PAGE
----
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  • Review the same case study you selected from last week’s Assignment. 
  • Use the Analysis of a Theory Worksheet to help you dissect the theory. Use this tool to dissect the theory and employ the information in the table to complete your Assignment.
  • Review attachment theory and the following article listed in the Learning Resources: Foley, M., Nash, M., & Munford, R. (2009). Bringing practice into theory: Reflective practice and attachment theory. Aotearoa New Zealand Social Work Review, 21(1–2), 39–47. https://doi.org/10.11157/anzswj-vol21iss1-2id318

 Write the assumptions of attachment theory.Identify the problem in your chosen case study to be worked on from an attachment theory perspective.Explain how attachment theory defines and explains the cause of the problem.Develop two assessment questions that are guided by attachment theory that you would ask the client to understand how the stress or distress, bond, and/or environment is affecting the client.Identify two interventions to address the problem. Remember, the theory should be driving the interventions. In other words, you would not identify systematic desensitization since this is not an intervention guided by attachment theory.Write one self-reflective question that is influenced by attachment theory that you can ask yourself to gain greater empathy for what the client is experiencing.

 

Submit also, as a separate document, your Week 3 Analysis of a Theory Worksheet.

Be sure to:

ISSUES 1 AND 2, 2009 AOTEAROA NEW ZEALAND SOCIAL WORK PAGE 39

Bringing practice into theory:
Reflective practice and attachment
theory
Maree Foley, Mary Nash and Robyn Munford

Maree Foley is a PhD candidate in the Department of Management and International Business at
the University of Auckland Business School, a NZ Registered Psychotherapist and full member of
NZACAP.

Mary Nash is a Life Member of ANZASW and lectures at Massey University.

Robyn Munford is co-leader of a FRST-funded research project on young people’s pathways to resil-
ience and works in the School of Health and Social Services, Massey University.

Abstract

The relationship between social work practice and attachment theory has been longstand-
ing across decades. While much attention has been paid to the use of attachment theory
within specific social work practice settings, less attention has been focused on the use of
attachment theory to guide the social worker in their practice based reflections. This article
explores the potential relevance of attachment theory for use within a reflective practice set-
ting. This exploration is based on key findings from a recent study conducted in Aotearoa
New Zealand. A proposed beginning framework of attachment theory informed reflective
practice is offered for practitioners to explore in their reflective practice.

Introduction

Exploration of the relationship between theory and practice has been a longstanding endea-
vour within many disciplines including social work (Longhofer & Floersch, 2004; D’Cruz,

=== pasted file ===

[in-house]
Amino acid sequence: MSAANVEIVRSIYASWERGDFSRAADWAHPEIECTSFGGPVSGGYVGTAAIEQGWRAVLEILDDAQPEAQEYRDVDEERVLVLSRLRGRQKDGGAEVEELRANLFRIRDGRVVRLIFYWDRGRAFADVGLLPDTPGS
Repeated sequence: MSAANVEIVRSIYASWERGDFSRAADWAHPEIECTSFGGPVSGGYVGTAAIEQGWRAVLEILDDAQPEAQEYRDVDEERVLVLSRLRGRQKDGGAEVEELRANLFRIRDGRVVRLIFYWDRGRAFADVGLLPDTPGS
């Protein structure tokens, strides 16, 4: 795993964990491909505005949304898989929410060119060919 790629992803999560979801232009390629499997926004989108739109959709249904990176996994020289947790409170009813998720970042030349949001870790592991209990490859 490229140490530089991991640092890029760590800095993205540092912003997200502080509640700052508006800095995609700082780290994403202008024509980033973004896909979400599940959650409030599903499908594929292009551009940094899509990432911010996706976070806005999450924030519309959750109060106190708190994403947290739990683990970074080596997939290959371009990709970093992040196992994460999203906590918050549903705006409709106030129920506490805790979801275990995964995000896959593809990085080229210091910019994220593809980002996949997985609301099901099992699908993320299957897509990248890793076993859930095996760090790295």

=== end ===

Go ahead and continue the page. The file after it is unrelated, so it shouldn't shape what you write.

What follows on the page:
Gillingham, & Melendez, 2007, p.74). This paper explores the use of attachment theory to
inform reflective practice and, in turn, to potentially inform social work practice. This explo-
ration is based on a recent Aotearoa New Zealand Masters research study that explored the
relationship between theory and practice, from the vantage point of the social worker (Foley,
2007). This paper begins by providing a brief overview of this study, including a review of
current attachment theory literature for social work practitioner use. Next, a summary of
the study’s findings is reported.

The remainder of this paper attends to the authors’ reflections on how the raw findings
might usefully inform reflective practice. It is postulated that knowledge of attachment
theory can be useful for the practitioner to increase understanding of both shared and unique
protective and adaptive behaviours within a practice setting where their capacity to think,
reflect and make meaningful connections may become compromised. Based on these postu-

PAGE 40 AOTEAROA NEW ZEALAND SOCIAL WORK ISSUES 1 AND 2, 2009

lations, an exploration of bringing key dynamics of social work practice with children and
families into attachment theory is explored. This exploration is followed by the beg

Worksheet: Dissecting a Theory and Its Application to a Case Study

Most theories can be dissected and analyzed. All theories will tell you something about their focus or unit of analysis. A theory will identify its major or key concepts. It will also point to the definition of the problem and its cause. This then guides how the social worker assesses and intervenes because the theory will also articulate the role of the social worker and how change occurs.

Basic Assumptions of the Theory

Directions: For each section, respond in 2 to 3 sentences to the following prompts. Where relevant, provide citations to support your claims.

Name of theory: Systems theory

Name of theorist: Biologist Ludwig von Bertalanffy

What are the major assumptions of the theory?